did nothing to confirm the presence of Dr. Bux until less than two weeks before trial,
despite having spoken to Dr. Bux “at some point” to determine his opinion in this matter.
Weems expressed in his motion for continuance that Dr. Bux could not attend trial
during the week of February 13, 2017, because he was attending an annual conference
that surely had been planned far in advance and would have been known to Dr. Bux and,
in turn, should have been expressed to Weems and the trial court in a more timely
fashion. Regardless, there is nothing in Weems’s motion for continuance adequately
explaining why Dr. Bux’s attendance at the annual conference was necessary or was a
priority when an obvious conflict for which he was being paid existed.
Accordingly, we conclude that Weems has failed to demonstrate that he exercised
reasonable diligence in securing Dr. Bux’s attendance and in presenting his motion for
continuance. See TEX. CODE CRIM. PROC. ANN. art. 29.06(2); Dewberry v. State, 4 S.W.3d
735, 756 (Tex. Crim. App. 1999) (interpreting the diligence requirement “to mean not only
diligence in procuring the presence of the witness, but also diligence as reflected in the
1 The order states that the priority date for the jury trial was February 13, 2016; however, it is apparent from the record that the order should have reflected the trial date as February 13, 2017, especially considering this order was signed by the parties on October 5, 2016, and filed in the District Clerk’s Office on October 6, 2016.
Weems v. State Page 5
timeliness with which the motion for continuance was presented”); see also Tucker v. State,
109 S.W.3d 517, 520 (Tex. App.—Tyler 1999, pet. ref’d) (“Diligence, in the motion for
continuance, context, is the exercise of timely and persistent efforts to secure the
attendance of witnesses, using the means and agencies provided by law. If defense
counsel waits until only a few days before trial to seek to secure a witness for trial, the
court may conclude that due diligence has not been used.” (internal citations omitted)).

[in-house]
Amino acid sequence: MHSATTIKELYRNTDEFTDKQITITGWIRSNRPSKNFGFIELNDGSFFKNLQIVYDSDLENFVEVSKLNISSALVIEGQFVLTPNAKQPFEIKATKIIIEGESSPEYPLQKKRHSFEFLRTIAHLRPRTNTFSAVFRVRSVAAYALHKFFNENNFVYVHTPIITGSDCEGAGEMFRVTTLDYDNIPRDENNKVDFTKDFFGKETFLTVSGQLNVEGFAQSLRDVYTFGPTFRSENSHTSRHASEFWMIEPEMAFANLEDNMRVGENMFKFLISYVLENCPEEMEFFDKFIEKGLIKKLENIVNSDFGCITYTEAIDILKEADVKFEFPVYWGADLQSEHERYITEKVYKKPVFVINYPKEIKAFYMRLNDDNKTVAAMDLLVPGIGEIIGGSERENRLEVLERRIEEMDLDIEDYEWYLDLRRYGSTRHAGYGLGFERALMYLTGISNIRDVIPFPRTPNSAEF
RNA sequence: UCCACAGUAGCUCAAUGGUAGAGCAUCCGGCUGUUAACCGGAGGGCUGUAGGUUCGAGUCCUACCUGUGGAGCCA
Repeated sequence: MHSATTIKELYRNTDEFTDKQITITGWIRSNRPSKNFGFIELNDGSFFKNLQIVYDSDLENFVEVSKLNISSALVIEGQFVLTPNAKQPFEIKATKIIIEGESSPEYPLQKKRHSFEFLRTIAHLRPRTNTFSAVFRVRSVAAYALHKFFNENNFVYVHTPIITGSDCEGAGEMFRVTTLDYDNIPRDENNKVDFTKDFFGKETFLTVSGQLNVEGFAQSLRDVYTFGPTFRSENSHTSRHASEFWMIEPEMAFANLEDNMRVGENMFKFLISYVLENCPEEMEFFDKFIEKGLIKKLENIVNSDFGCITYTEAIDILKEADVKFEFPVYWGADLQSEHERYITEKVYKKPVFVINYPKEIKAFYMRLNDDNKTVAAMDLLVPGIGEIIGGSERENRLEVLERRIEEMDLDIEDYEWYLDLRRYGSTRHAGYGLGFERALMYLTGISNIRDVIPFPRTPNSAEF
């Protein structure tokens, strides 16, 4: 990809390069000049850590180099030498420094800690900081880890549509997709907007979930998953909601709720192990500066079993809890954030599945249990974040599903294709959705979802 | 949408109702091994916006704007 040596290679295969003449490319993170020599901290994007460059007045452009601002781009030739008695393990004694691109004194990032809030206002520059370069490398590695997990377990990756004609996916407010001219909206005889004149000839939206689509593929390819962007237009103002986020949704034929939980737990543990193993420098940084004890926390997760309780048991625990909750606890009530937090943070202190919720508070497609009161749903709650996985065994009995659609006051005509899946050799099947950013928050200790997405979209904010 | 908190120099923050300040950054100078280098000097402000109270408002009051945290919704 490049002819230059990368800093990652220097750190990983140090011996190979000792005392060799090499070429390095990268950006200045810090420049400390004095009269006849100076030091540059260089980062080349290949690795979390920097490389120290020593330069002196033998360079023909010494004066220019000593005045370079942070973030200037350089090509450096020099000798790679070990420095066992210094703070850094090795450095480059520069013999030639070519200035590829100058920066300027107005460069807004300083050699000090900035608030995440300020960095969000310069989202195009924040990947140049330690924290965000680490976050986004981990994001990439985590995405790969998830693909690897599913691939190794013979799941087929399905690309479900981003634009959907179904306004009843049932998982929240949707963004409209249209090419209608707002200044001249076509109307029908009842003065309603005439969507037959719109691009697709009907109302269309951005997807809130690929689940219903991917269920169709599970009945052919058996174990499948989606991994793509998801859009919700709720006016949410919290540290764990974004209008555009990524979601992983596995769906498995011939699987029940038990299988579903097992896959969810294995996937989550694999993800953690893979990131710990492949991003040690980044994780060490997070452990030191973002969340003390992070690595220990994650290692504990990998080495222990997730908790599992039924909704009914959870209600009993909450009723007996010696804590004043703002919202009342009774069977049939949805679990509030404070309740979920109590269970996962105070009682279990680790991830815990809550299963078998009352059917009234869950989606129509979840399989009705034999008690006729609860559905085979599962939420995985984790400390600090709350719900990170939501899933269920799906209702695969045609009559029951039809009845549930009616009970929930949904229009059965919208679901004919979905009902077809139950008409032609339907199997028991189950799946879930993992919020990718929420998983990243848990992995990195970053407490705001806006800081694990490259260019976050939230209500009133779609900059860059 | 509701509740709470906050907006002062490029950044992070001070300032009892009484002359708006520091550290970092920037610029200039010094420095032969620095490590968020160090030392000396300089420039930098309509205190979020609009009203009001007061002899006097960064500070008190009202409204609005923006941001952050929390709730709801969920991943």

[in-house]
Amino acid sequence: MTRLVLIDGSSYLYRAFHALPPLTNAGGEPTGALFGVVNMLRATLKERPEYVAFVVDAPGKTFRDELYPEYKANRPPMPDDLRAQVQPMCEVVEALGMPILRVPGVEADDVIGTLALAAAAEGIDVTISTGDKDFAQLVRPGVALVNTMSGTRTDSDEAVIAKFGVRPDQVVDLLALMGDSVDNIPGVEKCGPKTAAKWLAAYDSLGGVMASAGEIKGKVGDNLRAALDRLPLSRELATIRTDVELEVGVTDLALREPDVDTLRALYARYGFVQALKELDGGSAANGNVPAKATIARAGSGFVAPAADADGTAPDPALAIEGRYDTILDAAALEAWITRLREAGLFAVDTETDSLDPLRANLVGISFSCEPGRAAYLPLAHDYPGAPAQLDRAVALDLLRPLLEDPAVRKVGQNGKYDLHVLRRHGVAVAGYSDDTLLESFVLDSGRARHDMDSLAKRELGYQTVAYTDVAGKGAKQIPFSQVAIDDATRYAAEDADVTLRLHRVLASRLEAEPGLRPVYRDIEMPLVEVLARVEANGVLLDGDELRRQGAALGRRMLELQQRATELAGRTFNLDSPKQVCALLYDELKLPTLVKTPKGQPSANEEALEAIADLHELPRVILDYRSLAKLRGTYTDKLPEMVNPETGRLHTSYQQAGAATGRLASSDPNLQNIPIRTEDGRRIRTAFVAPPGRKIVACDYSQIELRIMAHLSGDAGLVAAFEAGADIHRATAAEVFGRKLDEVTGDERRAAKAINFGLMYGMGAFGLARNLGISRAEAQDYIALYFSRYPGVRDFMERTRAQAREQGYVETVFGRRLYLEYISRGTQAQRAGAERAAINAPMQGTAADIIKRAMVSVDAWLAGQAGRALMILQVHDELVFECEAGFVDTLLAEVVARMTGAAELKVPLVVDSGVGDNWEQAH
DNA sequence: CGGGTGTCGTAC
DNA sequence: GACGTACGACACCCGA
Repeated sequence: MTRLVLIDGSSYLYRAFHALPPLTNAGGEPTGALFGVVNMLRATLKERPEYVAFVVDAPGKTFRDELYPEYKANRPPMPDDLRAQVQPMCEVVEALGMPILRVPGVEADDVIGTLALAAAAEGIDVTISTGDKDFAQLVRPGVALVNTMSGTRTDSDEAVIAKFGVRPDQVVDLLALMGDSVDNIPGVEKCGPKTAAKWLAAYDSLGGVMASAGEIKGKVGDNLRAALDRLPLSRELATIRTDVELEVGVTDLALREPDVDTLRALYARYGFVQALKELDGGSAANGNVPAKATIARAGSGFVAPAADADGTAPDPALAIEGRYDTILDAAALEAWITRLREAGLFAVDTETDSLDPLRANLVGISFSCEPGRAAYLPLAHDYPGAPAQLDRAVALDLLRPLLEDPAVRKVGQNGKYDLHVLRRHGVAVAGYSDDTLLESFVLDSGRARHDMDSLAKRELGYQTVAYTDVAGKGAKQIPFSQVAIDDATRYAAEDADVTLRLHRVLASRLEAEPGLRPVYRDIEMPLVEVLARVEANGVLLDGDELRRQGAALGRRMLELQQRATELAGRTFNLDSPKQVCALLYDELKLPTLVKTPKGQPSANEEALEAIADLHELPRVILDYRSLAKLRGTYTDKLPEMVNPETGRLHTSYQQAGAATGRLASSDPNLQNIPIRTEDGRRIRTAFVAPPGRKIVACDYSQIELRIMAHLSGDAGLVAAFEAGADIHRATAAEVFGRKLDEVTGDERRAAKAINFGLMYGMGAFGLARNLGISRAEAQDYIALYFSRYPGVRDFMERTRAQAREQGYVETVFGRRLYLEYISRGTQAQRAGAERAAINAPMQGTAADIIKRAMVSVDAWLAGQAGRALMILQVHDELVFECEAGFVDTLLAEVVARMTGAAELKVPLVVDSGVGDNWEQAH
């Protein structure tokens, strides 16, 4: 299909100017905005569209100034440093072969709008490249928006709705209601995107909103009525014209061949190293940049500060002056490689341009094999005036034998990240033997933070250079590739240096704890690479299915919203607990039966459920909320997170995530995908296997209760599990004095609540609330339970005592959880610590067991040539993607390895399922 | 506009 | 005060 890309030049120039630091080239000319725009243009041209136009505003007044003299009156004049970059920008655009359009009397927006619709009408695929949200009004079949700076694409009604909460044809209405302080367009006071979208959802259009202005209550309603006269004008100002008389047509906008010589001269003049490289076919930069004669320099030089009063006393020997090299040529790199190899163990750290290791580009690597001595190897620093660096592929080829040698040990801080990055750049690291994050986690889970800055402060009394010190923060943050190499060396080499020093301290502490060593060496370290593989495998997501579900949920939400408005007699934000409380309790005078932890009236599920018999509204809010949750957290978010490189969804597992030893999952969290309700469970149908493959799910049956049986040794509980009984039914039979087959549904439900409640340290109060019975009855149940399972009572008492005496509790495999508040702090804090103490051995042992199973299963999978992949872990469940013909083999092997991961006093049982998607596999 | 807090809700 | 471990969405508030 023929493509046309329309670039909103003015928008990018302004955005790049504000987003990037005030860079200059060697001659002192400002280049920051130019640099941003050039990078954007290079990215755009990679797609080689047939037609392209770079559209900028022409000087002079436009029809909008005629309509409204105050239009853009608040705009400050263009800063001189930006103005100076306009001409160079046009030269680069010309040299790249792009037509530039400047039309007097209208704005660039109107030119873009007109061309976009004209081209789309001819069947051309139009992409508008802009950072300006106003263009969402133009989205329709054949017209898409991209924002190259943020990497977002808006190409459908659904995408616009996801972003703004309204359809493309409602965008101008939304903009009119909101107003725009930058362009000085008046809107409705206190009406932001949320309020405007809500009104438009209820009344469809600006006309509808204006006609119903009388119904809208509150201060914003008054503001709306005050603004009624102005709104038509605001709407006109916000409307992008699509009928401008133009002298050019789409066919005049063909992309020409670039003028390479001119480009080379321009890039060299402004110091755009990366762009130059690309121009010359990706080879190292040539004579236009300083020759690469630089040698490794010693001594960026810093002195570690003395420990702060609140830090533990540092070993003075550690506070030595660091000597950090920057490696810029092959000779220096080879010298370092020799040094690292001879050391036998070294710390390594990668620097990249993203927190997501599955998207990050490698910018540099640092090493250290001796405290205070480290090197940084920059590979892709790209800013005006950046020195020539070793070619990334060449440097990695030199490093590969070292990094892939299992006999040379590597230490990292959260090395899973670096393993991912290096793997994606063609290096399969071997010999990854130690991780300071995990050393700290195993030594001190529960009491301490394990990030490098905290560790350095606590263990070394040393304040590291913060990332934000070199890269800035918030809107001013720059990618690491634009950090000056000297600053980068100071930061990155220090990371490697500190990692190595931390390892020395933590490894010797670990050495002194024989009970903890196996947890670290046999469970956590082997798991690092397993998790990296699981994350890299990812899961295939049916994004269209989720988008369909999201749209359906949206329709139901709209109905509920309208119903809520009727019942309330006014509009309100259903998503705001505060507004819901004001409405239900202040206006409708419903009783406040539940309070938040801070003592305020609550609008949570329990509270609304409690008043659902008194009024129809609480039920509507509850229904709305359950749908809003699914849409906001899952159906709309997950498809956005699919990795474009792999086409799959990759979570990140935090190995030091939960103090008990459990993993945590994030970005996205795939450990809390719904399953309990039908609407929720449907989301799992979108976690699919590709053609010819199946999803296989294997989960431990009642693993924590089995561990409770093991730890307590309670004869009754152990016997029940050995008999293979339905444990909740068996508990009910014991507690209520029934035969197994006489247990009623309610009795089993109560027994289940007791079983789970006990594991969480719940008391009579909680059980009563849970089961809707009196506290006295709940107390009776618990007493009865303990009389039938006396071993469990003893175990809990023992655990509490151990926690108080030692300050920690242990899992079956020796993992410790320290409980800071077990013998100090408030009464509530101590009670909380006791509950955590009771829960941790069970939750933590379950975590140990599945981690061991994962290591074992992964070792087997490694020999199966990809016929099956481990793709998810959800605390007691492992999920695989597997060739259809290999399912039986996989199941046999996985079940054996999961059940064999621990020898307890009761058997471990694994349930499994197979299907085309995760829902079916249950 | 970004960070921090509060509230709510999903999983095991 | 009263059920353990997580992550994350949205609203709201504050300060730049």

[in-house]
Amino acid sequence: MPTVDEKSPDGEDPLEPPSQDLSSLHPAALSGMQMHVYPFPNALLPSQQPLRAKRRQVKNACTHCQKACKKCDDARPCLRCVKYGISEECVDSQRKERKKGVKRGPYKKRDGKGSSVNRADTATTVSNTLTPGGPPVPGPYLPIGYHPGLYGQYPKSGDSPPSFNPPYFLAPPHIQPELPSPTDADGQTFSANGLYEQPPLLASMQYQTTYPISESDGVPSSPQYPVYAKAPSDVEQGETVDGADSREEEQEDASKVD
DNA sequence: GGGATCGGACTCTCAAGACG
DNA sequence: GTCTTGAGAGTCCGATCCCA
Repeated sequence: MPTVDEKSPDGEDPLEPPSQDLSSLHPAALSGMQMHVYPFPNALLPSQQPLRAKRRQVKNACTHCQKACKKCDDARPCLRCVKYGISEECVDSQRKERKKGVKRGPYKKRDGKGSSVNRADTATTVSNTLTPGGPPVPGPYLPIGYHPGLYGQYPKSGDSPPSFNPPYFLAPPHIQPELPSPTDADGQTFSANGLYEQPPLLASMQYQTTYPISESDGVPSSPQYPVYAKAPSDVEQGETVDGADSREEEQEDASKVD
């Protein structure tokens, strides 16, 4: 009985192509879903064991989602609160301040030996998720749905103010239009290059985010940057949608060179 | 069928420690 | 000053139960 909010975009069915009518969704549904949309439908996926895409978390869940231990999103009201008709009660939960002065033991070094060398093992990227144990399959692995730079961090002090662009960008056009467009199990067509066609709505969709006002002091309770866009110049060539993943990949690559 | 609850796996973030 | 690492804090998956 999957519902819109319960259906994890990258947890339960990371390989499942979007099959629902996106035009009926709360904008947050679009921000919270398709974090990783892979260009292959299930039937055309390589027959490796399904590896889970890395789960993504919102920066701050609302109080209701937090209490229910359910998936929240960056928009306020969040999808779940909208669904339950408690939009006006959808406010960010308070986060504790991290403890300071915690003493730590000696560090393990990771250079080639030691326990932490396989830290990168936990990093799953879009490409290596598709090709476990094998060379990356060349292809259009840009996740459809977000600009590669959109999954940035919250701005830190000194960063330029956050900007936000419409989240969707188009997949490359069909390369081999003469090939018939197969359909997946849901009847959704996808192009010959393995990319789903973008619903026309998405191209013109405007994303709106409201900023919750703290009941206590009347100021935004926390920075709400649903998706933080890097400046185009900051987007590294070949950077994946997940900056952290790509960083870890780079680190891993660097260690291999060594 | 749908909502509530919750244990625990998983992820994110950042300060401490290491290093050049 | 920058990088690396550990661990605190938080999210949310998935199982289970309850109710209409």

In addition to the foregoing, we also note that Weems’s request for a delay is
indeterminate. See Varela, 561 S.W.2d at 191; Rische, 746 S.W.2d at 290; see also Garay, 2003
Tex. App. LEXIS 7407, at *11. His written motion “prays that this Honorable Court enter
an order removing this case from its present setting of February 13, 2017.” However, at
the hearing on his motion for continuance, Weems speculated that Dr. Bux needed a delay
of the trial for three or four weeks “to work it in his schedule.” Weems did not provide
any additional specificity as to the length of the potential delay in either his motion or at
the hearing on his motion.
Based on the foregoing, we cannot conclude that the trial court abused its
discretion by denying Weems’s motion for continuance. See Renteria, 206 S.W.3d at 699;
see also Gutierrez, 446 S.W.3d at 38. And furthermore, because Weems’s appellate
complaints about his motion for new trial are premised on the trial court’s denial of a
continuance, we cannot conclude that the trial court abused its discretion by denying
Weems’s motion for new trial. We overrule Weems’s first issue.
Weems v. State Page 6
II. WEEMS’S MOTION TO SUPPRESS EVIDENCE
In his second issue, Weems asserts that the trial court abused its discretion by
denying his motion to suppress evidence. Weems argues that law enforcement
impermissibly entered his motel room without consent, a warrant, or exigent
circumstances and made observations that were then used to obtain a search warrant for